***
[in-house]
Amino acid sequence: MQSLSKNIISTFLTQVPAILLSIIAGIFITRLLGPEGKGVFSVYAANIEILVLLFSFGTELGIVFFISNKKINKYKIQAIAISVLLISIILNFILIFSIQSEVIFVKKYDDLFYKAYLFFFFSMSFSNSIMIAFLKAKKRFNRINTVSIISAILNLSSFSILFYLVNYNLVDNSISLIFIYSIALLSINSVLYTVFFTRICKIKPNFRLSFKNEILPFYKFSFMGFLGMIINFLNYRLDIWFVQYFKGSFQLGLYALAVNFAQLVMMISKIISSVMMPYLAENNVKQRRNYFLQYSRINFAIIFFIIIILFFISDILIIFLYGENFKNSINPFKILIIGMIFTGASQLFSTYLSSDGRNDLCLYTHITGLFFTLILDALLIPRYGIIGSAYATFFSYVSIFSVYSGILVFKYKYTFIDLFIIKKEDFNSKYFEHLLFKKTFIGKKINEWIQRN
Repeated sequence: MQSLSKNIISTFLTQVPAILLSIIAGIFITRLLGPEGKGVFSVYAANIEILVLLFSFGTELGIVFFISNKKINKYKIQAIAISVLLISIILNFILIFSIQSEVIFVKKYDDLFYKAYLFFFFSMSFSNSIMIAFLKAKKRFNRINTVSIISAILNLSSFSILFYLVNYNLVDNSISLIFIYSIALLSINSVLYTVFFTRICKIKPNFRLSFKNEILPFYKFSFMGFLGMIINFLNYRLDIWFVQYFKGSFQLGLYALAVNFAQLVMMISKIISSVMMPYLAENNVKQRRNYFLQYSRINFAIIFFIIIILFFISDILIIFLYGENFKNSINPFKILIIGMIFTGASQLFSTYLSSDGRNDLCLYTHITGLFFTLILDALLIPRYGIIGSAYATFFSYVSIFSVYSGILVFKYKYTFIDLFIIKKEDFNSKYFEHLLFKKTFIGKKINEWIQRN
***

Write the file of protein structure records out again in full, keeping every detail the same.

[in-house]
Amino acid sequence: MQSLSKNIISTFLTQVPAILLSIIAGIFITRLLGPEGKGVFSVYAANIEILVLLFSFGTELGIVFFISNKKINKYKIQAIAISVLLISIILNFILIFSIQSEVIFVKKYDDLFYKAYLFFFFSMSFSNSIMIAFLKAKKRFNRINTVSIISAILNLSSFSILFYLVNYNLVDNSISLIFIYSIALLSINSVLYTVFFTRICKIKPNFRLSFKNEILPFYKFSFMGFLGMIINFLNYRLDIWFVQYFKGSFQLGLYALAVNFAQLVMMISKIISSVMMPYLAENNVKQRRNYFLQYSRINFAIIFFIIIILFFISDILIIFLYGENFKNSINPFKILIIGMIFTGASQLFSTYLSSDGRNDLCLYTHITGLFFTLILDALLIPRYGIIGSAYATFFSYVSIFSVYSGILVFKYKYTFIDLFIIKKEDFNSKYFEHLLFKKTFIGKKINEWIQRN
Repeated sequence: MQSLSKNIISTFLTQVPAILLSIIAGIFITRLLGPEGKGVFSVYAANIEILVLLFSFGTELGIVFFISNKKINKYKIQAIAISVLLISIILNFILIFSIQSEVIFVKKYDDLFYKAYLFFFFSMSFSNSIMIAFLKAKKRFNRINTVSIISAILNLSSFSILFYLVNYNLVDNSISLIFIYSIALLSINSVLYTVFFTRICKIKPNFRLSFKNEILPFYKFSFMGFLGMIINFLNYRLDIWFVQYFKGSFQLGLYALAVNFAQLVMMISKIISSVMMPYLAENNVKQRRNYFLQYSRINFAIIFFIIIILFFISDILIIFLYGENFKNSINPFKILIIGMIFTGASQLFSTYLSSDGRNDLCLYTHITGLFFTLILDALLIPRYGIIGSAYATFFSYVSIFSVYSGILVFKYKYTFIDLFIIKKEDFNSKYFEHLLFKKTFIGKKINEWIQRN